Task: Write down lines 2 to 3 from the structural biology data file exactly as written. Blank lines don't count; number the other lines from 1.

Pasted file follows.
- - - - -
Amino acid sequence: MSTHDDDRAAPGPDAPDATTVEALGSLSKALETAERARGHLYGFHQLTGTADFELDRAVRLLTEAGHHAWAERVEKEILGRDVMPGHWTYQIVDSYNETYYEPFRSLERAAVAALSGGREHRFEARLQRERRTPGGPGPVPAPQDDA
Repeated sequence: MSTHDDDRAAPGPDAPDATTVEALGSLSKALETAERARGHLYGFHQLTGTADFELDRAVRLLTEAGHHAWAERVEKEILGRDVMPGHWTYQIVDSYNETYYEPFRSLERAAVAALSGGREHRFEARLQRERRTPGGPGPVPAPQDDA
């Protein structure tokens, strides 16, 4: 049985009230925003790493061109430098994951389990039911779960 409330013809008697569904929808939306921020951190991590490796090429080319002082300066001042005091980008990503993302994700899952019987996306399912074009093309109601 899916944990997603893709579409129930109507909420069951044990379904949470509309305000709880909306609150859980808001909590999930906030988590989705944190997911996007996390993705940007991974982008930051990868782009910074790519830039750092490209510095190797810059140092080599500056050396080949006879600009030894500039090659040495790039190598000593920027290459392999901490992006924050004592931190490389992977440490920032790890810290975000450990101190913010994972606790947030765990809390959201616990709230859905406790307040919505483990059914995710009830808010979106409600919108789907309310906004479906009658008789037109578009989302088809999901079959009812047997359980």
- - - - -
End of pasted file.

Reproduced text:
Repeated sequence: MSTHDDDRAAPGPDAPDATTVEALGSLSKALETAERARGHLYGFHQLTGTADFELDRAVRLLTEAGHHAWAERVEKEILGRDVMPGHWTYQIVDSYNETYYEPFRSLERAAVAALSGGREHRFEARLQRERRTPGGPGPVPAPQDDA
């Protein structure tokens, strides 16, 4: 049985009230925003790493061109430098994951389990039911779960 409330013809008697569904929808939306921020951190991590490796090429080319002082300066001042005091980008990503993302994700899952019987996306399912074009093309109601 899916944990997603893709579409129930109507909420069951044990379904949470509309305000709880909306609150859980808001909590999930906030988590989705944190997911996007996390993705940007991974982008930051990868782009910074790519830039750092490209510095190797810059140092080599500056050396080949006879600009030894500039090659040495790039190598000593920027290459392999901490992006924050004592931190490389992977440490920032790890810290975000450990101190913010994972606790947030765990809390959201616990709230859905406790307040919505483990059914995710009830808010979106409600919108789907309310906004479906009658008789037109578009989302088809999901079959009812047997359980």